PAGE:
In almost every industry, machine uptime is critical. Downtime from unscheduled maintenance interrupts production at the machine and also affects the downstream processes that rely on those parts to complete a job order.
In plasma and laser cutting processes, an often-overlooked cause of downtime is slag buildup on the slats in the cutting tables. The costs and delays caused by slag buildup result in wasted time, removal costs and unsatisfied workers. While preventing slag is ideal, even when following best practices, slag is still going to occur.
Understandably, the condition of the slats impacts the plasma cutting process. When slag sticks to the top and sides of the slats instead of falling through the gaps, the buildup may create uneven surfaces. If the cutting table is no longer flat, it can result in uneven cuts and decreased quality. If slag continues to build, it can even create a “bridge” between the slats, preventing air from circulating and removing fumes.
“The buildup of slag on the slats is a huge concern because it causes issues with the machine,” says Philip Laforest, R&D product manager, Walter Surface Technologies Inc. “Slag can stick to the parts being cut, which means the parts then have to have that slag ground off, which adds a lot of time. It’s all about having the cleanest parts possible.”
Therefore, it’s critical to consistently clean or replace the slats. However, a typical plasma cutting table has 60 to 100 slats or a slat every 2 in. to 3 in. Cleaning or replacing the slats is labor-intensive, physically demanding and an overall unpleasant job.
“Dealing with slag on slats is a nightmare,” Laforest says. “People try to bang on it or grind it off. Some use a pneumatic hammer-type of tool. There is also a machine that goes on the slats that heats up the slag to make it easier to remove. But all of these processes take a lot of time. To be viable, plasma machines have to run a lot of hours. You can’t lose a machine for a whole day of cleaning.”
Replacing slats typically takes even longer than cleaning them, causing machine downtime lasting a day or two. It requires removing the slats and chipping off any slag on the frame; removing the slag, and any parts that fell through, from the bottom of the machine; and then installing new slats.
Using a wet plasma cutting table helps prevent slag buildup on the slat itself (because the water lowers the heat of the slat and the slag), but it causes other issues when it is time to clean or replace the slats. And while other benefits of a wet table include noise and smoke reduction, it requires more maintenance because there is another fluid involved. Not to mention the rust issues involved with the parts, which requires an anti-rust product be used.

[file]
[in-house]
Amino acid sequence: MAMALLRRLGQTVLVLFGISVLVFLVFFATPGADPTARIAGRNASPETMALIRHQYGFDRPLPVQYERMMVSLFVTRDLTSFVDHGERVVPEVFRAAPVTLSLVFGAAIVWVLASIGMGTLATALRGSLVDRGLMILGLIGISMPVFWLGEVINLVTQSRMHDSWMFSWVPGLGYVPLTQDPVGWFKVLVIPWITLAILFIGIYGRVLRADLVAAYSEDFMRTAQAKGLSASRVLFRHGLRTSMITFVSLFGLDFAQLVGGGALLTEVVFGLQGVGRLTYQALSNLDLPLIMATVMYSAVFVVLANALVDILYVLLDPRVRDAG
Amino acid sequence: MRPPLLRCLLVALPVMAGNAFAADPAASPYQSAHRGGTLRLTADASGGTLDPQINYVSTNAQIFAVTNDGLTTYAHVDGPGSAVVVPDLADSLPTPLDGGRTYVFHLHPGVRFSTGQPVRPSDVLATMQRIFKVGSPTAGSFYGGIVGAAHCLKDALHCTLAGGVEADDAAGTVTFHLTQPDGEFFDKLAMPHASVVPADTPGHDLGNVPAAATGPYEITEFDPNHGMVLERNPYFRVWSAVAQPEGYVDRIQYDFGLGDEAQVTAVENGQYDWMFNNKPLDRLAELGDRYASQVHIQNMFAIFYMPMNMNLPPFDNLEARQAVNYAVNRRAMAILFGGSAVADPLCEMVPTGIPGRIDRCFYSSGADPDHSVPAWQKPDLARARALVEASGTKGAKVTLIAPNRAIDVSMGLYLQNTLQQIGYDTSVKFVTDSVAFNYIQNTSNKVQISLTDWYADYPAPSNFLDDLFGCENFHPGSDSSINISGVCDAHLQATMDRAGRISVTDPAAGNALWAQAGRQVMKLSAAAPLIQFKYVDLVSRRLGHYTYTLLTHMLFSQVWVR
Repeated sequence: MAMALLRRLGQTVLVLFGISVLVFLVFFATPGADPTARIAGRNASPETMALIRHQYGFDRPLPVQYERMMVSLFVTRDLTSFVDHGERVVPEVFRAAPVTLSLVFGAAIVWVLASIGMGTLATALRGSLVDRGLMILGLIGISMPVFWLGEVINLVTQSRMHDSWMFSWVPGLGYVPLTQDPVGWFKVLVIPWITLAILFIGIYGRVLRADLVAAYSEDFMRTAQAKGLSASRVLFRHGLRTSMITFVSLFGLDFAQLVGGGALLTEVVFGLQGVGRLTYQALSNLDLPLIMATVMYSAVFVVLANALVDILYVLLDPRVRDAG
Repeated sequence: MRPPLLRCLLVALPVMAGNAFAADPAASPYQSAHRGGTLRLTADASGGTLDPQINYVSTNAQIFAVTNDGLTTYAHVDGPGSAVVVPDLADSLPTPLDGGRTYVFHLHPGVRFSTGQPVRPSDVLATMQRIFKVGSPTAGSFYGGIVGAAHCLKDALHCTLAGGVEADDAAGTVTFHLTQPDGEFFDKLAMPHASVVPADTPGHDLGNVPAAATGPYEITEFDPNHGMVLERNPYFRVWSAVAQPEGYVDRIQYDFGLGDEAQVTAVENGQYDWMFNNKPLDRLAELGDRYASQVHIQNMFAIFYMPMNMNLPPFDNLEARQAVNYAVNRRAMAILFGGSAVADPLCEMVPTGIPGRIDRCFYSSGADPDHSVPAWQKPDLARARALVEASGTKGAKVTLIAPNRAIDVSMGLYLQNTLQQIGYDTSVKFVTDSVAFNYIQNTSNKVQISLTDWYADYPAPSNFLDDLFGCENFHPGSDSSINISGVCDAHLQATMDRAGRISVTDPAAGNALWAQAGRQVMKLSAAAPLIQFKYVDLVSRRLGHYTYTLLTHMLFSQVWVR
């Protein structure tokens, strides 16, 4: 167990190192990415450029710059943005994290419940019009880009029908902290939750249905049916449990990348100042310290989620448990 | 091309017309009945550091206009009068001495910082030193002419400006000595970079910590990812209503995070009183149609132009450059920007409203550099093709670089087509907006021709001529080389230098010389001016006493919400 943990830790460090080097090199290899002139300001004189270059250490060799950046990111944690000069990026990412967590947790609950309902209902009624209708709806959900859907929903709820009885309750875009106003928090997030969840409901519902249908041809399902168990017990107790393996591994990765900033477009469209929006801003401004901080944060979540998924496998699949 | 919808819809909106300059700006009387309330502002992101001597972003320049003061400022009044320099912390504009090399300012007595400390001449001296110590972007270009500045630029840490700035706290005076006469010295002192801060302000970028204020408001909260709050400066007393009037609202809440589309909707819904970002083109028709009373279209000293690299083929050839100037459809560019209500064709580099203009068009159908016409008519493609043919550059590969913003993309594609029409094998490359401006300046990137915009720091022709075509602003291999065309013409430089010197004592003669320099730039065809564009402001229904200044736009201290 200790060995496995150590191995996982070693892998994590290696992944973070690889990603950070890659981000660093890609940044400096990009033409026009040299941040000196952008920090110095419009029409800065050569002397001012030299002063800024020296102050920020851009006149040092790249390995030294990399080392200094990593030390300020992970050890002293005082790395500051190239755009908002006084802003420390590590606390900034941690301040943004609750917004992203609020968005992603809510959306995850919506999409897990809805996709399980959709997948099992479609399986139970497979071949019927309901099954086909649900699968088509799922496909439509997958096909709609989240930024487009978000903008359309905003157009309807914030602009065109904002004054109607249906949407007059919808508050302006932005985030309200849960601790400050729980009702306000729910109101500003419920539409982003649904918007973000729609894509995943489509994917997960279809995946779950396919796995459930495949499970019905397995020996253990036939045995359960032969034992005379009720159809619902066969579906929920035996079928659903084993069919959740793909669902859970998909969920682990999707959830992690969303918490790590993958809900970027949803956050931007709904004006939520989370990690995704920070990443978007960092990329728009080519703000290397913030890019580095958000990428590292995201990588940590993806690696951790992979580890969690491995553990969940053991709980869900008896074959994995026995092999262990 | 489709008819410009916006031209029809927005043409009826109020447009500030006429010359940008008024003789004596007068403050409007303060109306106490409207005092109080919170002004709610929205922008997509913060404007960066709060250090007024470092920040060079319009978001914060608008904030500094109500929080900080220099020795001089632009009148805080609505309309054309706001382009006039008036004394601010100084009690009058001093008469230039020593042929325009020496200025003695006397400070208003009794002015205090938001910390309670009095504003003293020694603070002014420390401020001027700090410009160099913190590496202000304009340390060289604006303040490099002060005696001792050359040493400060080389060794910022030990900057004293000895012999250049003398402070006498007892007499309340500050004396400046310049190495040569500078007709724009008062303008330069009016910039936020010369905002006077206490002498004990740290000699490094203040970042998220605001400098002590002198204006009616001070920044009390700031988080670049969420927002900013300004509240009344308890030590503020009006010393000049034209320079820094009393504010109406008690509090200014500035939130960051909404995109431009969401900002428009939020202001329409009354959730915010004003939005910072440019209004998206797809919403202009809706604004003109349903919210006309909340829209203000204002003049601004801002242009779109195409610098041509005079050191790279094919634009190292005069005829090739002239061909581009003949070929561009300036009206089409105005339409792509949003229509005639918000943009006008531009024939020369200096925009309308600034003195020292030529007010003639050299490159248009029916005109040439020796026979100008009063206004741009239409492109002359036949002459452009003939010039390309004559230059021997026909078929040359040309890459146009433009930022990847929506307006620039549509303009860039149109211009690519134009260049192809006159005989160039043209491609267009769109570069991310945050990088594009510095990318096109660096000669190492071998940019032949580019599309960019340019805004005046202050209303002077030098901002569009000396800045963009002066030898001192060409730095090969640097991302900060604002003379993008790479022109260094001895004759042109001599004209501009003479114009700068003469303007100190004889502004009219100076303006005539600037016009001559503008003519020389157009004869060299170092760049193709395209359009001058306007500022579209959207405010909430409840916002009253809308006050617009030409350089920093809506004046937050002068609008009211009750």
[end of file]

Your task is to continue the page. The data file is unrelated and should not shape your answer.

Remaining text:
“Slag buildup is such a big issue that some customers prefer to not even clean their slats and just dispose of them and put in new ones,” Laforest says. “But that can be very costly, especially when steel prices are up. It can be up to $20,000 to replace slats on a machine right now, plus labor costs. Changing out slats can be as low as $5,000 if they are made from just bare steel or other cheaper materials, but even that is pricy when a shop has multiple machines.”
A typical plasma cutting table requires slats to be replaced every three to four months. Annually, that could total up to $15,000, and that would be on the low end.
“If the machine is constantly running,” Laforest notes, “I would say you have to replace the slats every three to four months, depending on the usage and the material being cut, but definitely at least three times a year.”
Slats typically require cleaning every month or two, again based on usage and material.
“Aluminum, for example, creates a lot of slag so the slats might have to be cleaned every month,” Laforest says. “Aluminum slag is difficult to remove because the slag is gummier and more ‘melty.’ Because it is so soft, it clogs up the abrasives when you grind it off.”